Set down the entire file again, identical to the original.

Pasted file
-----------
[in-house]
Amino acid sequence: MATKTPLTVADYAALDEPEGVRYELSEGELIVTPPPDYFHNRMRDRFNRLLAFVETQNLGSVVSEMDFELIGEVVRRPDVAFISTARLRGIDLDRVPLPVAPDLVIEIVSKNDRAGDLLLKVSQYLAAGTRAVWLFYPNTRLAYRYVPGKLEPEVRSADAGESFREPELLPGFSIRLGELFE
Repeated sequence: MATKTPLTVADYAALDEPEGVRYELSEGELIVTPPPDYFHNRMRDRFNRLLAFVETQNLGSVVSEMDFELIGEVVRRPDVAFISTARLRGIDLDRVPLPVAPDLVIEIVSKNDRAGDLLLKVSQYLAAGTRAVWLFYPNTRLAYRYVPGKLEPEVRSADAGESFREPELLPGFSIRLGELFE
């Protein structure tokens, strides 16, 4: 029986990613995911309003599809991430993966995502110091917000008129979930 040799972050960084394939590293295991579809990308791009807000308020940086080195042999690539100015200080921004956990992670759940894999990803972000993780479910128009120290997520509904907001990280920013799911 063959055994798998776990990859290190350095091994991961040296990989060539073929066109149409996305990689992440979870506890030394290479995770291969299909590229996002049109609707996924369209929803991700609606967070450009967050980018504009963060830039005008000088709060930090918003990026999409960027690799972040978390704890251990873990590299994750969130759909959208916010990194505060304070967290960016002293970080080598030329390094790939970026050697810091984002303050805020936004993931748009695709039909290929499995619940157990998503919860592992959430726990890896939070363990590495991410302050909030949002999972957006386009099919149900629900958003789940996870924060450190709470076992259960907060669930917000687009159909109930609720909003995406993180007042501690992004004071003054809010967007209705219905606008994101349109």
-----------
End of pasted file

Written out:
[in-house]
Amino acid sequence: MATKTPLTVADYAALDEPEGVRYELSEGELIVTPPPDYFHNRMRDRFNRLLAFVETQNLGSVVSEMDFELIGEVVRRPDVAFISTARLRGIDLDRVPLPVAPDLVIEIVSKNDRAGDLLLKVSQYLAAGTRAVWLFYPNTRLAYRYVPGKLEPEVRSADAGESFREPELLPGFSIRLGELFE
Repeated sequence: MATKTPLTVADYAALDEPEGVRYELSEGELIVTPPPDYFHNRMRDRFNRLLAFVETQNLGSVVSEMDFELIGEVVRRPDVAFISTARLRGIDLDRVPLPVAPDLVIEIVSKNDRAGDLLLKVSQYLAAGTRAVWLFYPNTRLAYRYVPGKLEPEVRSADAGESFREPELLPGFSIRLGELFE
């Protein structure tokens, strides 16, 4: 029986990613995911309003599809991430993966995502110091917000008129979930 040799972050960084394939590293295991579809990308791009807000308020940086080195042999690539100015200080921004956990992670759940894999990803972000993780479910128009120290997520509904907001990280920013799911 063959055994798998776990990859290190350095091994991961040296990989060539073929066109149409996305990689992440979870506890030394290479995770291969299909590229996002049109609707996924369209929803991700609606967070450009967050980018504009963060830039005008000088709060930090918003990026999409960027690799972040978390704890251990873990590299994750969130759909959208916010990194505060304070967290960016002293970080080598030329390094790939970026050697810091984002303050805020936004993931748009695709039909290929499995619940157990998503919860592992959430726990890896939070363990590495991410302050909030949002999972957006386009099919149900629900958003789940996870924060450190709470076992259960907060669930917000687009159909109930609720909003995406993180007042501690992004004071003054809010967007209705219905606008994101349109």